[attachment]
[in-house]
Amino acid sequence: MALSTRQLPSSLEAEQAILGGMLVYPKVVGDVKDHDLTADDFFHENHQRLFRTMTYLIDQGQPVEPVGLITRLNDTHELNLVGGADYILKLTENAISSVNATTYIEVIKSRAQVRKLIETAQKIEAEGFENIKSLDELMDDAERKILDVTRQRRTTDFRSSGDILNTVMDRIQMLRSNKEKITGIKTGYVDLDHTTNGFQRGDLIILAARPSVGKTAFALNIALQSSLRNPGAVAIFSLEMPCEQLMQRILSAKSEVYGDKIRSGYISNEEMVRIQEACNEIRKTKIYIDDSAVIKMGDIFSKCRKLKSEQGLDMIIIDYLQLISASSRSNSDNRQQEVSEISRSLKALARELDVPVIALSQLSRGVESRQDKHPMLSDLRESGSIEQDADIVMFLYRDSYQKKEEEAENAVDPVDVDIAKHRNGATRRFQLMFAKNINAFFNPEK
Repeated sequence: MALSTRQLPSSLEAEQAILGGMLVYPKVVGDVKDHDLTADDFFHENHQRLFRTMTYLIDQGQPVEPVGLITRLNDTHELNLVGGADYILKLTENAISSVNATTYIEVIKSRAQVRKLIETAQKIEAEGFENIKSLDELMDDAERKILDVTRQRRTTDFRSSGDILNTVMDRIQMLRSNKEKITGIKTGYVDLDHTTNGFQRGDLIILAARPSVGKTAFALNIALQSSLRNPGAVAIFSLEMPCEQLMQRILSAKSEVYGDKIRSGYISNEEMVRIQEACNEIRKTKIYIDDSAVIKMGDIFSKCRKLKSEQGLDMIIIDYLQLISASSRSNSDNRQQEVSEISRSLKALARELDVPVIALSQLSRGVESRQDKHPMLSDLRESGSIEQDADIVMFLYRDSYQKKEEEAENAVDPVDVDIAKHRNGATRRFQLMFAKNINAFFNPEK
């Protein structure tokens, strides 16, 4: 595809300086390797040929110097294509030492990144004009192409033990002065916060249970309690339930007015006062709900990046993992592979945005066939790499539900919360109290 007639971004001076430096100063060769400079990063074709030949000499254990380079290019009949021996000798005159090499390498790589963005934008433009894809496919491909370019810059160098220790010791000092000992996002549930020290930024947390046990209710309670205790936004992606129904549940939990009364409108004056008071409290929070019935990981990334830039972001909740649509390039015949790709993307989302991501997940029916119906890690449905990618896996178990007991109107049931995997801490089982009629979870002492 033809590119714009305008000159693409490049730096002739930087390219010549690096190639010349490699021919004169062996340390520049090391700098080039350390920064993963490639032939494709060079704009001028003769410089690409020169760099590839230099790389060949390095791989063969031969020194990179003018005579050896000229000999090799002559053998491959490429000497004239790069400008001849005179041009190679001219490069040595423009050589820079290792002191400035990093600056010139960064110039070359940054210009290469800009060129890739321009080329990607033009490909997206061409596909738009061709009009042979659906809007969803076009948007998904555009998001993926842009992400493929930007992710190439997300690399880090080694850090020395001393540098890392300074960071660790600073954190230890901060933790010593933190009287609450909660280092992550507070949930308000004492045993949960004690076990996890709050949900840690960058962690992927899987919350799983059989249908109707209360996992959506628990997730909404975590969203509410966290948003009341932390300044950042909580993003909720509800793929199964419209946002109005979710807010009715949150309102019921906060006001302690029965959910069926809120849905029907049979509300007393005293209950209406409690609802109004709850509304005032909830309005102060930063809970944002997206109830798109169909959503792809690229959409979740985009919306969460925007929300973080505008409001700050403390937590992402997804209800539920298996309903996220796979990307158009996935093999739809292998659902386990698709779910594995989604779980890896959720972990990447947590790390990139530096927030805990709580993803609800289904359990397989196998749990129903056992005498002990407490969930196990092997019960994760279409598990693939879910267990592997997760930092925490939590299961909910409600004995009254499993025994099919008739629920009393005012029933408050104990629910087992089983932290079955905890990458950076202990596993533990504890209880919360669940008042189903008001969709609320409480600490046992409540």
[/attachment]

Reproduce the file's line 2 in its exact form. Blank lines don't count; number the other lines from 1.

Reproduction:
Amino acid sequence: MALSTRQLPSSLEAEQAILGGMLVYPKVVGDVKDHDLTADDFFHENHQRLFRTMTYLIDQGQPVEPVGLITRLNDTHELNLVGGADYILKLTENAISSVNATTYIEVIKSRAQVRKLIETAQKIEAEGFENIKSLDELMDDAERKILDVTRQRRTTDFRSSGDILNTVMDRIQMLRSNKEKITGIKTGYVDLDHTTNGFQRGDLIILAARPSVGKTAFALNIALQSSLRNPGAVAIFSLEMPCEQLMQRILSAKSEVYGDKIRSGYISNEEMVRIQEACNEIRKTKIYIDDSAVIKMGDIFSKCRKLKSEQGLDMIIIDYLQLISASSRSNSDNRQQEVSEISRSLKALARELDVPVIALSQLSRGVESRQDKHPMLSDLRESGSIEQDADIVMFLYRDSYQKKEEEAENAVDPVDVDIAKHRNGATRRFQLMFAKNINAFFNPEK